Millions in new federal funding to curb air pollution are a fraction of spending needed, say advocates. The 2016 budget targeted $345 million in five-year spending to cut air pollution.
“It is good to see the pollution fight, but we are way below what we have to do if we consider greenhouse gas reduction,” said André Belisle, president of l’Association Québécoise De Lutte Contre La Pollution Atmosphérique. “It’s welcome, but if you look at global warming and greenhouse gas emissions we are going to have to do a lot more.”
Finance department documents detailed no regulatory measures to meet emissions targets, but proposed funding “organizations to conduct research on and monitor air pollution sources as well as health and environmental impacts; report to Canadians on air pollution sources; and on local, regional and national air quality.”
Regulators will “develop new policy approaches and regulatory instruments to improve air quality,” the budget said.
The Canadian Medical Association estimates some 21,000 people die prematurely each year due to air pollution. Alberta has the worst air in the country in terms of dust and coarse particulate matter, according to Health Canada research.
The health department in a 2015 notice acknowledged air pollution is a known killer among city-dwellers, but concluded more research is needed: “Air pollution could make people sick, which leads to hospitalization, and thus mortality and morbidity attributable to air pollutants can be investigated together.” Results of the research may not be released till 2018.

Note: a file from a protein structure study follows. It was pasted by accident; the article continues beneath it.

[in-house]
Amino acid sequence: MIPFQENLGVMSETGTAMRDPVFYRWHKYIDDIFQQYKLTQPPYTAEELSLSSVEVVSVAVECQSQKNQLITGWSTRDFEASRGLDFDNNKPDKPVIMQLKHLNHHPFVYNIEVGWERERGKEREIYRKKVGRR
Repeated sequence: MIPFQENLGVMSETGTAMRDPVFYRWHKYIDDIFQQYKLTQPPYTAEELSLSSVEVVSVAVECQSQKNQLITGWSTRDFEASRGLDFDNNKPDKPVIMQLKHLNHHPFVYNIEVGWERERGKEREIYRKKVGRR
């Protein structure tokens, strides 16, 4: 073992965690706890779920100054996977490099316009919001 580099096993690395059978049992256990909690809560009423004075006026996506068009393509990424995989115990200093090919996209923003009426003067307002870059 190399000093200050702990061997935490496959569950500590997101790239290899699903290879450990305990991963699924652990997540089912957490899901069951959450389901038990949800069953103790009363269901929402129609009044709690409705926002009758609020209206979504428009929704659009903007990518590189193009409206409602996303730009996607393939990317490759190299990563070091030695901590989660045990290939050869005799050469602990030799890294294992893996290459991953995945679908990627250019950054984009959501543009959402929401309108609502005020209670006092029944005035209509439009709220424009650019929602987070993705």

The Commission for Environmental Cooperation in 2014 also warned Canada’s airborne dioxins were higher in some regions in Canada than in Mexico. Measurement was based on data from North American ambient air monitoring networks, including Canadian sites examined between 2008 and 2011.
“The four-year period of overlapping measurement data in Canada and the U.S. show comparable levels at rural sites,” the report concluded. “Concentrations at Mexican rural sites were lower by a factor of about 10 than the corresponding Canadian measurements.”
In total the federal budget proposes to spend $3.4 million over five years on climate change and air pollution initiatives, including money towards protecting environmental areas, and environmental assessments.
By Kaven Baker-Voakes